Filing a small business insurance claim after an accident or loss might sound easy, but it has some rules to go by, like filing it immediately, submitting the proof, etc. To help you file your claims easily, we have discussed some common mistakes that small business owners make when filing claims so that you can avoid them in the future.
Not Informing Their Insurer Immediately
Mostly, business owners delay contacting their insurance provider after an accident, creating uncertainties about the incident and the related damages. You have to contact your insurer right after the incident so that it’s easier for you to explain the incident and its cause. Also, filing claims earlier will help you make adjustments easily.
Being Unaware of the Policy
It is common to assume that a commercial insurance policy will cover businesses against every natural disaster, including earthquakes, floods, etc. However, a standard commercial insurance policy doesn’t cover damages resulting from earthquakes and floods. You have to buy standalone insurance or additional endorsements to cover such things.
Failing to Document the Damage
While filing claims, you must submit proof of the damages and loss, so make sure to photograph the accident/damage area, covering all the damaged utensils, equipment, inventories, etc. This will help validate the damage while minimizing the chances of claims denial.
Besides these, ensure to:
- Record the date, time, and substance of verbal conversations with a claims representative on the phone
- Ask them to provide a summary of your conversation in an email or transcript and retain these copies
- Create a separate folder for all your email conversations
These documents will also serve as proof of damage when filing claims.
When Should You Consider Filing the Claim?
Filing a claim immediately is a must to prevent coverage denials, but it does not mean you have to file it without considering other factors.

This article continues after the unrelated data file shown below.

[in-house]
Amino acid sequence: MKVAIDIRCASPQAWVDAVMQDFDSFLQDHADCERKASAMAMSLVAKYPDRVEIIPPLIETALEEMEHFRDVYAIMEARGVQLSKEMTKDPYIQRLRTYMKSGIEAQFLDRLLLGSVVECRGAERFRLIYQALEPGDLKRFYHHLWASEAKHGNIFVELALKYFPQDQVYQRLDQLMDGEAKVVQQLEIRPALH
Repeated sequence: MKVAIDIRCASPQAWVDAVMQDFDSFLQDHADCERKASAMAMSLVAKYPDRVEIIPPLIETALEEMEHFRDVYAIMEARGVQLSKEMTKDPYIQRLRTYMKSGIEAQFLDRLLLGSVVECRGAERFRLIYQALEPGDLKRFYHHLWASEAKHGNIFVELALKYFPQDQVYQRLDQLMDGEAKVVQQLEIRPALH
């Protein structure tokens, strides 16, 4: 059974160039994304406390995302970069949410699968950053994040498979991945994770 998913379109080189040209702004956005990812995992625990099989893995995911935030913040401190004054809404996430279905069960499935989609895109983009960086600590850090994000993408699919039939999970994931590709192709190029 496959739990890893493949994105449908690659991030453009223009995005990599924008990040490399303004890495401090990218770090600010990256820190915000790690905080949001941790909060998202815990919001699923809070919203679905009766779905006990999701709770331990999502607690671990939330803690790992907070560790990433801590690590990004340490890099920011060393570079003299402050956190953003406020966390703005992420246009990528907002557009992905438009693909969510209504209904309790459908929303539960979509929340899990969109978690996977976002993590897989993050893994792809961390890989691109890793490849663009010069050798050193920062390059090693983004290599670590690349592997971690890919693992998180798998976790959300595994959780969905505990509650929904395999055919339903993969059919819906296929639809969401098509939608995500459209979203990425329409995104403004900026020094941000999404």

Before filing the claim, ensure to review your:
- Insurance policy (concerning what is covered and what is not)
- Deductible amounts (whether or not you can afford that)
- Total loss from the damage
These things will help determine whether or not filing the claim is beneficial.
Generally, you should:
- File claims only for costly damages.
- Avoid filing claims for small replacements or repairs that are affordable by your business.
This will help lower your premiums and save your coverage for greater damages that may occur in the future.
Common Coverages That a Small Business Owners Must Have
- General liability – Pays for third-party property damage and bodily injury.
- Business income – Replaces lost income if you can’t resume your operations temporarily after a covered loss.
- Professional liability – Covers claims resulting from your errors and omissions in the services provided.
- Commercial auto – Covers your business-owned vehicles from at-fault accidents.
- Commercial property – Protects your owned and rented property against losses/damages.
- Workers’ compensation – Covers employees injured at work or because of work.
- Commercial umbrella – Covers claims exceeding your general liability policy.
- Data breach – Pays to recover lost or stolen data.
- Employment practices liability – Covers claims related to discrimination, wrongful termination, and sexual harassment.